Tested 3.12.17, United Arab Emirates On sale Summer 2018 Price £67,000 (est)
This is the fastest SUV on the planet, according to Alfa Romeo. But it’s not how fast it goes that really matters, but how it goes fast
Alfa Romeo’s wilderness years seem to be drawing to an end. For far too long, there has been a painful disconnect between the brand’s illustrious heritage and its sub-par showroom models, cars that have failed to live up to Alfa’s reputation as well as to its competition. The first hint of a renaissance was the Giulia saloon. The mainstream models are more than commendable and the ripping, 503bhp Quadrifoglio is a bona fide BMW M3 beater. More recently, Alfa Romeo has confirmed its return to Formula 1 as title sponsor to the (admittedly back-of-the-grid) Sauber team. And now, in the new Stelvio Quadrifoglio, Alfa has delivered the fastest production SUV you can buy.
That’s the claim, anyway (and not unlike the one made recently by Lamborghini about its upcoming Urus). It’s a slightly tricky one to verify because there are so many different ways to interpret that slippery F-word. There are SUVs that better Stelvio’s 3.8sec 0-62mph time, after all, and others that shade its 176mph top speed. In fact, Alfa bases that somewhat bold claim on the Stelvio Quadrifoglio’s eye-opening 7min 51.7sec Nürburgring lap time, which is an SUV record. It wasn’t all that long ago that dedicated sports cars were recording seven-50-something laps around the Nordschleife. No matter how tired you are of seeing such lap times being flung back and forth, ◊ ∆ it cannot be denied that a sub-8minlap around the place is extremely fast for a high-riding 4×4.
Designed and developed by the same team that brought us the class-leading Giulia Quadrifoglio, the high-performance Stelvio is dripping with genuine sports car hardware. The 2.9-litre twin-turbo V6 and eight-speed automatic gearbox are borrowed from the Giulia – with specific calibration and ratios – but here drive is sent to the road by Alfa Romeo’s Q4 four-wheel-drive system. In normal driving, 100% of torque is sent to the rear wheels and only when they begin to slip is drive shunted forwards. Even then, only 50% can be diverted to the front axle, so it’s a very rear-biased four-wheel-drive system.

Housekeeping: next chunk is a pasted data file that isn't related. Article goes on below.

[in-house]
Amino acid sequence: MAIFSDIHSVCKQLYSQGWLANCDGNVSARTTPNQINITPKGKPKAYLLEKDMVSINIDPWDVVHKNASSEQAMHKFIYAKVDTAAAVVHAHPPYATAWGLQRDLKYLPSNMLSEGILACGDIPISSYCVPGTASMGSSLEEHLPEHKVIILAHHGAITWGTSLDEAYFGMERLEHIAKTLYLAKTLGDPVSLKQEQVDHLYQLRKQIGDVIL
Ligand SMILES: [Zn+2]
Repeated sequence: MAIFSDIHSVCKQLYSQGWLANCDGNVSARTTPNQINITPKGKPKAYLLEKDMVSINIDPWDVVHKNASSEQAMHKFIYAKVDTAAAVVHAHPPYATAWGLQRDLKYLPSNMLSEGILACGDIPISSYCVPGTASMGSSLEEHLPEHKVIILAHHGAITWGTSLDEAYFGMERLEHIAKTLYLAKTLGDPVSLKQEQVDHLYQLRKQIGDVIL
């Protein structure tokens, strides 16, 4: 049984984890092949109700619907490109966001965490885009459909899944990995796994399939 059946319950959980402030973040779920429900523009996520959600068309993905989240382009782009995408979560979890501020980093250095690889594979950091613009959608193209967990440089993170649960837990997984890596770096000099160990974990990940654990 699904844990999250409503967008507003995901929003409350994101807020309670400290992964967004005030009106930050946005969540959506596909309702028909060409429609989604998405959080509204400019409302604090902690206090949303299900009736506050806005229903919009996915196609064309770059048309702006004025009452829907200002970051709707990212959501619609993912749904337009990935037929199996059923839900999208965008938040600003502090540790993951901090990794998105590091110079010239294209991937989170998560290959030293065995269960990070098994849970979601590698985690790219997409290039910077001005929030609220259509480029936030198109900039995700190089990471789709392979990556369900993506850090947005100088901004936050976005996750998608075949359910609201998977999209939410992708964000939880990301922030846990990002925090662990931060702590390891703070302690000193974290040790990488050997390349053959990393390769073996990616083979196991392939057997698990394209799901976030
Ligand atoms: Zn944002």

The rear differential incorporates a pair of clutch packs that split torque between the rear wheels. This active torque vectoring makes the car more nimble, reckons Alfa. The car is suspended by double wishbones at the front and a multi-link set-up at the rear, with adaptive damping.
The engine is mounted mostly behind the front axle line to aid weight distribution, and the use of carbonfibre and aluminium panels keeps weight to a minimum. Even so, at 1830kg, the Stelvio Quadrifoglio is no featherweight.
There are various drive modes, including an Eco mode that reduces fuel consumption by shutting off three cylinders – although this can also happen in Normal mode – and a Dynamic mode that sharpens throttle response, reduces gearshift times, tightens up the dampers and adds weight to the steering. Race mode turns everything up another notch while standing down the stability control system and, notably, it is possible to switch the dampers back into an intermediate setting in Race.
There are several very powerful SUVs on the market that are colossally fast in a straight line and just about composed enough in bends to keep a hold of the tarmac, but there aren’t many that are genuinely entertaining to drive. The Stelvio Quadrifoglio is undoubtedly one of the few.
Inevitably, its high ride height, chunky kerb weight and lofty centre of gravity mean it’s nowhere near as planted or as responsive as the Giulia, but there is a remarkable level of precision and body control here and a usefully neutral cornering balance too. The steering is direct, quick and very intuitive, and the front end finds reasonable turn-in bite. Ultimately, the car will understeer when you really chase it, but there’s enough front-end grip to carry proper sports-car-rivalling pace along a winding road.